How to Reduce Water Retention

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Look at a calendar if you are a woman who gets a monthly period.,
See your doctor if you notice signs of water retention that you know are not hormone related.,
See your doctor right away if you are experiencing any of the following symptoms along with your water retention: swelling in the feet, legs, or ankles, swelling in the abdomen, chronic coughing, or extreme fatigue.,
Keep a food diary.

Water retention is a classic symptom of premenstrual syndrome (PMS). Hormonal changes associated with your menstrual cycle may cause monthly water retention problems. For most women, period bloat occurs 1 or 2 weeks before their periods begin.Water retention is also a common problem during pregnancy and menopause for the same reason. Hormonal changes that occur during these longer transition periods in the body cause excess fluid retention that may be constant, cyclical or intermittent.;
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Your doctor may run various types of tests, such as blood or urine tests, depending on your other symptoms. These will check the health of your heart, kidneys, liver, circulatory, lymphatic, and thyroid systems. He or she may also ask you about symptoms of arthritis or allergies, both of which can also cause water retention in some cases.,

Water retention that is heart related is a result of changes in your blood pressure. Typically, the legs, feet, and/or ankles will start to swell. Fluid will also build up in the lungs, giving the patient a chronic cough. A doctor may order blood tests, a chest X-ray, or an electrocardiogram (ECG) to determine if your water retention is a symptom of a heart condition.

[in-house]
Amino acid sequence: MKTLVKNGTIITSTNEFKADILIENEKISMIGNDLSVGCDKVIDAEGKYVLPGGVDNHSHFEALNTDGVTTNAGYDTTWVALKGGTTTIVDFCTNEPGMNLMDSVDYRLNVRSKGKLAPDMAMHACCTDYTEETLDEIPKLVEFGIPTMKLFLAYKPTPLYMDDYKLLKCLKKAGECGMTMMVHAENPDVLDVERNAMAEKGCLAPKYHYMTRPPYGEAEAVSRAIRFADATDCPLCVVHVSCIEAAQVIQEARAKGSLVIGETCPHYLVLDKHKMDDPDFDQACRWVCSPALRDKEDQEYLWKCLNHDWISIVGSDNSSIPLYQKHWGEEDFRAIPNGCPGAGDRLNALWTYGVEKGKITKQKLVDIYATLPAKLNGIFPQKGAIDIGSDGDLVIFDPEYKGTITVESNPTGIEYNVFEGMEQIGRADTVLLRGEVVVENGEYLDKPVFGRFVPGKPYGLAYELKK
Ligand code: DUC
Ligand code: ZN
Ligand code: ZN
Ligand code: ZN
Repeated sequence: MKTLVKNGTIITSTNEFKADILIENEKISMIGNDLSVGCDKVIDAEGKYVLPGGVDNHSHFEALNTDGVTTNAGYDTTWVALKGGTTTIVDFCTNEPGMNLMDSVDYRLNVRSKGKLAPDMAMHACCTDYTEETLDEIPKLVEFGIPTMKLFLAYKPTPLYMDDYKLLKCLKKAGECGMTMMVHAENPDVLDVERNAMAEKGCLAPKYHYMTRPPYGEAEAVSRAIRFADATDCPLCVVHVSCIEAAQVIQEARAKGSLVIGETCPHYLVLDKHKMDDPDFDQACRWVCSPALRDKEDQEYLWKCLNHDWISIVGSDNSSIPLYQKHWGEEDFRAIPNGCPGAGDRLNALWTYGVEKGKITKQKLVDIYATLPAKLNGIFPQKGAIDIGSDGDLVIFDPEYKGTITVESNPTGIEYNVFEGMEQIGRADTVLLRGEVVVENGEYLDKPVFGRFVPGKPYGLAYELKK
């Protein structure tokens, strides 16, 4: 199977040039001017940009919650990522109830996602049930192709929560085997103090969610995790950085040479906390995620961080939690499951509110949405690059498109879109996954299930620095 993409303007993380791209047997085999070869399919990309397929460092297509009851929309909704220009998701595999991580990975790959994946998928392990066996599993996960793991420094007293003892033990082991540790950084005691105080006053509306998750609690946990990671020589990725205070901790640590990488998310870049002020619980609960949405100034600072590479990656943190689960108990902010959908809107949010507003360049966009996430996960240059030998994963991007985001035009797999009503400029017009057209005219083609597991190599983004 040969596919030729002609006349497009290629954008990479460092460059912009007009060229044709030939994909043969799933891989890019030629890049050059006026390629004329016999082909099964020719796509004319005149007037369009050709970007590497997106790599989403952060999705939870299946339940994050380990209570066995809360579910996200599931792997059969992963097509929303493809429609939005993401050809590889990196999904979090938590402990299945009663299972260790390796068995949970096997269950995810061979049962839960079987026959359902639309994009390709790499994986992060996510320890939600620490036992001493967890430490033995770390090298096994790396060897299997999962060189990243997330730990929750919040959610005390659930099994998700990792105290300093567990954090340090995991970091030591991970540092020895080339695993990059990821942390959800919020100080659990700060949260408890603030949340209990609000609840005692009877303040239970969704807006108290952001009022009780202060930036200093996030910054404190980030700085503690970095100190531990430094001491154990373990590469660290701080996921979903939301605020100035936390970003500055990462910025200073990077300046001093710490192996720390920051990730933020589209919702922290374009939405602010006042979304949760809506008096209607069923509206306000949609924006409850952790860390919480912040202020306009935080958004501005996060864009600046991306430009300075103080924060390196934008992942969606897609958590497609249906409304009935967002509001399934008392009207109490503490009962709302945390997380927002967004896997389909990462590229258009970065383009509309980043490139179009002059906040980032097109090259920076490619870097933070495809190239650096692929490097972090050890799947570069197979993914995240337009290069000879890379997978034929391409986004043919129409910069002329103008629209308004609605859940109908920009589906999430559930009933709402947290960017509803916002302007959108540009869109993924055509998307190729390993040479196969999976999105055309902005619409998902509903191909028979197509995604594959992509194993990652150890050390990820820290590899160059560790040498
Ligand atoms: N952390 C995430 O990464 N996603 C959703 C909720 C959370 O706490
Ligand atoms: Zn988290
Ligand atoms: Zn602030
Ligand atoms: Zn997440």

A urine test will determine if you are losing protein through the kidneys and your water retention is a sign of a more serious kidney problem.
A physical exam and/or blood tests can determine if there is a liver problem. Again, with a more serious liver condition you would likely have swelling in the feet, legs, ankles, and abdomen. This is actually one of the first signs of liver disease.
Finally, blood tests can determine if your water retention is a symptom of circulatory system problems (leaky capillaries), a congested lymphatic system, or a thyroid disease (hypothyroidism)., Notice what you ate for a few days leading up to the water retention. It may take a couple of days for your body to retain excess body fluid after you eat salty foods.

Food sensitivities and/or malnutrition can be causes of water retention. If you have food sensitivities and are still eating these foods, or you are not eating a healthy diet in general, this will show up in your food diary. You can then take steps to change what you are eating.
High salt intake and dehydration are leading causes of water retention. How to stay hydrated and eat a balanced healthy diet are discussed more in the next section, “Reducing Water Retention With Diet.”

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